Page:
The inexplicable—the moon, for example, or death—is the most difficult thing to portray in the theater, and it’s what all the great playwrights have written about. Most contemporary plays and playwrights don’t ask actors to portray the inexplicable, but Eugene O’Neill demands it, and Gabriel Byrne delivers in an original, eerie, and laconic performance as James Tyrone inA Moon for the Misbegotten. Every now and then there’s an “O’Neill actor”—he wrote about gamblers, hairy apes, emperors, domestic tyrants, and sailors at sea; yet he escaped the machoism of Ernest Hemingway or even Arthur Miller. His writing transcends what it is to be a man or an American, what it is to be human and to experience pain. His men suffer, his women suffer, and no one can help anyone else for longer than a night. What they can do is see and be seen for what they really are—flawed, weak, heartbroken, and spiraling. The actor’s job is to evoke all this behind a mask of O’Neillian pride. To do this correctly is nothing short of a sacrifice—you cannot fake the paleness that Byrne wears as he steps onto the stage at the Walter Kerr. From his entrance, Byrne’s Jim Tyrone looks down at his shoes, and his eyes stay there for most of the play. Those of us who have known the James Tyrones of real life know that they always look at the floor. Throughout the night Byrne’s performance remains true: painfully raw and ungracefully poetic. But it is our first impression of him, a broken and downward-looking Irish-American beauty, a staggering gentleman at death’s door, that stays with us.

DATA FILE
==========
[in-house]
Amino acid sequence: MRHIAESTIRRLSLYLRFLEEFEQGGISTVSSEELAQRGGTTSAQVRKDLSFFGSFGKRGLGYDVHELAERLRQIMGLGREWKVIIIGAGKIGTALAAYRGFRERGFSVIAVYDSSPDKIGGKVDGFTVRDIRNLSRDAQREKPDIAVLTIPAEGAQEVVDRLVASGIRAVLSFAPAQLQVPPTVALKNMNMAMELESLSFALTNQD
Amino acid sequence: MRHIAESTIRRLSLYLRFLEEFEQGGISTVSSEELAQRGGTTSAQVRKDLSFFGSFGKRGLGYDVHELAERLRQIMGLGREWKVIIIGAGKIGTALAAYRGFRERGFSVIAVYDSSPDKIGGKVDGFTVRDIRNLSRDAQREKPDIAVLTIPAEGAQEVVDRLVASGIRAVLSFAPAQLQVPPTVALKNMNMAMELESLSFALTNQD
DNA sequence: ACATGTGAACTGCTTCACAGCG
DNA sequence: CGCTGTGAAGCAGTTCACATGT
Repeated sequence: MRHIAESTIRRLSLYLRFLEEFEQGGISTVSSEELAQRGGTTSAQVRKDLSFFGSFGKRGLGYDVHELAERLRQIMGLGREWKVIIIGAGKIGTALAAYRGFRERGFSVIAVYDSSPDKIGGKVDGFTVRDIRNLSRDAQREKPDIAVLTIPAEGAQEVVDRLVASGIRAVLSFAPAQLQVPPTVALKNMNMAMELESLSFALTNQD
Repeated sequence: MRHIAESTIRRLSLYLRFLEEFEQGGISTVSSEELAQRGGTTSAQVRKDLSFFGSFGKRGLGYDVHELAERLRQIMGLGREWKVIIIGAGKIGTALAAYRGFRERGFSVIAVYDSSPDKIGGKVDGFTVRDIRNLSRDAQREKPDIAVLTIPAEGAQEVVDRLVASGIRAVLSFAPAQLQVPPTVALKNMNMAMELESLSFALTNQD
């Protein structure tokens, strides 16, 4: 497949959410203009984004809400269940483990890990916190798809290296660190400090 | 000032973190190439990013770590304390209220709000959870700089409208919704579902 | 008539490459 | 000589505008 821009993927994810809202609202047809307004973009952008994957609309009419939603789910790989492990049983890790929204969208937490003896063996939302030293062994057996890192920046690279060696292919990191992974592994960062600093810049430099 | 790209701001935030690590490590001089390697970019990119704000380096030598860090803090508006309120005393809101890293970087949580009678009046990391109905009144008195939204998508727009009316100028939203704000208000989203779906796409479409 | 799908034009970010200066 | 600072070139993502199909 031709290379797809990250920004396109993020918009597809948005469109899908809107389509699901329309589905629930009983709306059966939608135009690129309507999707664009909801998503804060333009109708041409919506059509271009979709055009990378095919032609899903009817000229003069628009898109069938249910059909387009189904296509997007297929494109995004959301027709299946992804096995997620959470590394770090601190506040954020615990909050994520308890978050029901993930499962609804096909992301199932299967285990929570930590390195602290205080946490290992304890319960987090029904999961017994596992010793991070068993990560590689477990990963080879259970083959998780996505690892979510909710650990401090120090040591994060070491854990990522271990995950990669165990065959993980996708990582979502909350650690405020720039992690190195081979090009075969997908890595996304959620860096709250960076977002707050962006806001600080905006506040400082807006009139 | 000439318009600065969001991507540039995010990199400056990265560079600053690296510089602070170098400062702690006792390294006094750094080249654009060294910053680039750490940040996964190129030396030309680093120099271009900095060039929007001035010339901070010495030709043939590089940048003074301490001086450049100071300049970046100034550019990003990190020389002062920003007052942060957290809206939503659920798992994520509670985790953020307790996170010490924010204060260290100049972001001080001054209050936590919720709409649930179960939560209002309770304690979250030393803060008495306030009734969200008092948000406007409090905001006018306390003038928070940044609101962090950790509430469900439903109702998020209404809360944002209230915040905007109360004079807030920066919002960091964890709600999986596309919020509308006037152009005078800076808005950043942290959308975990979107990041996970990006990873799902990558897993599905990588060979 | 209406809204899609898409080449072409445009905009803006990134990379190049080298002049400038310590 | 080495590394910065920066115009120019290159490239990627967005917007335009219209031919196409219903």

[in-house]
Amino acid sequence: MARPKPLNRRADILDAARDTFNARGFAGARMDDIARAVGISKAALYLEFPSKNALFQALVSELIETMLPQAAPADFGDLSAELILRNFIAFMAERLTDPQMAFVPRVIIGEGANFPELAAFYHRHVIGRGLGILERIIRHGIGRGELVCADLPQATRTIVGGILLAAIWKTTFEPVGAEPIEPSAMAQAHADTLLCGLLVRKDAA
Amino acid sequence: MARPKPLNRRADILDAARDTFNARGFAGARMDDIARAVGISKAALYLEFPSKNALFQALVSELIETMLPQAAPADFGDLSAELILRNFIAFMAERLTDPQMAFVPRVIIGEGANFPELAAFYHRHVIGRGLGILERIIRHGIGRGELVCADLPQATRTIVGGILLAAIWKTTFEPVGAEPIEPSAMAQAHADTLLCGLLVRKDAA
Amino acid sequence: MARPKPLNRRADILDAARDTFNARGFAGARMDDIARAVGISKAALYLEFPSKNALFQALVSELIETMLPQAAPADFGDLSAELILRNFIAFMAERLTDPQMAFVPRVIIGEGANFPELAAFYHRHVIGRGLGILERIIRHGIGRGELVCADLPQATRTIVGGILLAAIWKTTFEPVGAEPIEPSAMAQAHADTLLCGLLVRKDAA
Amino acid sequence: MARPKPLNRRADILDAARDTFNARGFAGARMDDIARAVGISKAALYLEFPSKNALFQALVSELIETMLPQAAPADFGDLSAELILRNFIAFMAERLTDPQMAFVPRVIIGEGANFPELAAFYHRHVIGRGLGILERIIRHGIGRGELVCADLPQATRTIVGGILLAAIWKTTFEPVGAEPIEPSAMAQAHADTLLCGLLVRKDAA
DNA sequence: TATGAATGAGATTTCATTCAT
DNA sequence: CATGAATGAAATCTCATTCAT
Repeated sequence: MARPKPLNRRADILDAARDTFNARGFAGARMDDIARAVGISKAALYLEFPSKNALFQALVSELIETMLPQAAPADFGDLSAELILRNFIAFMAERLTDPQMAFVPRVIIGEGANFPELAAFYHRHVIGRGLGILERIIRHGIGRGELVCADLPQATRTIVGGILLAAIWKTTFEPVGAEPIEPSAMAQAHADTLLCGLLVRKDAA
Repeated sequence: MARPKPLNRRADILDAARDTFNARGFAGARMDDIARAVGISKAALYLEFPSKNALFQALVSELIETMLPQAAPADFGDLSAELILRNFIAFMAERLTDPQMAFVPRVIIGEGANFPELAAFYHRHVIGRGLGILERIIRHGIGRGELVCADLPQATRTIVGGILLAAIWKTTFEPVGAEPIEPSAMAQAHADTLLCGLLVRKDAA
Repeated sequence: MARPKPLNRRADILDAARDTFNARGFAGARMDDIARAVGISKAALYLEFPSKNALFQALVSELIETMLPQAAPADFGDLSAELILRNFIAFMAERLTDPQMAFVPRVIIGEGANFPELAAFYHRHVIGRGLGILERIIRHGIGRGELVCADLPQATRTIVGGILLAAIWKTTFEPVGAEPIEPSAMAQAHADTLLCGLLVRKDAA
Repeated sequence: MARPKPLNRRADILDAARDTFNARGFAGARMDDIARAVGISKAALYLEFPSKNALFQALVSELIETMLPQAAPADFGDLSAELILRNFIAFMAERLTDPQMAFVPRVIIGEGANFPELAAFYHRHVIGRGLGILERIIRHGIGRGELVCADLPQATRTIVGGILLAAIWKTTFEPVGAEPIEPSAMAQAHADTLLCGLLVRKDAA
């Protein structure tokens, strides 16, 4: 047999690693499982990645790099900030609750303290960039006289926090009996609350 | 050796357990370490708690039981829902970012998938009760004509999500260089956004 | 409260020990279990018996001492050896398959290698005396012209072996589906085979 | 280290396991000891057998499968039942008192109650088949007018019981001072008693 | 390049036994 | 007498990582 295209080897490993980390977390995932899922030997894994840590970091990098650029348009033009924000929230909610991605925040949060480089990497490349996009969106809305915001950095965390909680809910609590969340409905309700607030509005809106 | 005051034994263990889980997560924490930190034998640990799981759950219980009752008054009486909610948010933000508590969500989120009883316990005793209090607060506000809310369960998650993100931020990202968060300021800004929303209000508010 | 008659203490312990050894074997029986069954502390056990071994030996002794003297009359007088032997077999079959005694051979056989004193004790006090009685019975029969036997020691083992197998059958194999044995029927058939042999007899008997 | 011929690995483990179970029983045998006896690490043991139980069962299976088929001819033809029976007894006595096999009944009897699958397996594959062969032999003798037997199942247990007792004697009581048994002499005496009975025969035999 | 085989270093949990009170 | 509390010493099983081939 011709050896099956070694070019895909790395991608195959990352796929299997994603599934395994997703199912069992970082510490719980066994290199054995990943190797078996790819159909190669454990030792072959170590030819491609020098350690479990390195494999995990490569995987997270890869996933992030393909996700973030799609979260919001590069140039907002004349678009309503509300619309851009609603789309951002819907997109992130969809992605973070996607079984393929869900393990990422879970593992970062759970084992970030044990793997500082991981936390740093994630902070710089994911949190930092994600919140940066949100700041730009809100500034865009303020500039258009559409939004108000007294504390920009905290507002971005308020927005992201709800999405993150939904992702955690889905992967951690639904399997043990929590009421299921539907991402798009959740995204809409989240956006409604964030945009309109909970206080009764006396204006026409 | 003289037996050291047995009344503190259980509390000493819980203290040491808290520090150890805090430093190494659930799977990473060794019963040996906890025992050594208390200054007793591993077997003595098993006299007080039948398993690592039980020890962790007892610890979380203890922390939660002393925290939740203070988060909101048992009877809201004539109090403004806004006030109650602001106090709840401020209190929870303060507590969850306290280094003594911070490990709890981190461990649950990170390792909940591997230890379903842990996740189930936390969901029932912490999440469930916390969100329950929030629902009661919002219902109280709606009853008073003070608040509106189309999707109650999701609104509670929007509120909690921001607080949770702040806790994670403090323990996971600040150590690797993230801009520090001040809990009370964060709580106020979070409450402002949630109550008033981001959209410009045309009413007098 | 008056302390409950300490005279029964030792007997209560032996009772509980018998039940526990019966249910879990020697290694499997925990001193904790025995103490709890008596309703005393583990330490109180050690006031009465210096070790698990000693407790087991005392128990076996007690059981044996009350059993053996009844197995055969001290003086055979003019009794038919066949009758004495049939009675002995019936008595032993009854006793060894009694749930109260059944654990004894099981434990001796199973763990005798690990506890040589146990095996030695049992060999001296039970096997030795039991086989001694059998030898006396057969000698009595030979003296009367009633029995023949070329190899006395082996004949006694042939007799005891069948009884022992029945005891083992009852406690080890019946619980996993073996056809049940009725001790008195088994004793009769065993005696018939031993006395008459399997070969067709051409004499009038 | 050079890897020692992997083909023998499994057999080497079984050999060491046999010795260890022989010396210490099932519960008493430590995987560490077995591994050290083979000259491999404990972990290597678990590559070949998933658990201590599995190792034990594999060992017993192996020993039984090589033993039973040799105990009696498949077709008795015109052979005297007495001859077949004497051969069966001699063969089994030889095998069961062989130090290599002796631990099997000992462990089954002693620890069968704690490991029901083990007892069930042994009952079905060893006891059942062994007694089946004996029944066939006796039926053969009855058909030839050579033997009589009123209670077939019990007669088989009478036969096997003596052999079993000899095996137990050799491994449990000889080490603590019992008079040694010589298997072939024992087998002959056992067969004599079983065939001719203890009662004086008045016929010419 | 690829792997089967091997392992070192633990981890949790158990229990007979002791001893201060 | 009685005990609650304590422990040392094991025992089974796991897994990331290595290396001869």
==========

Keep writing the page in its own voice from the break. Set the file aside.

A Moon for the Misbegotten, by Eugene O’Neill, runs through June at the Welter Kerr Theater.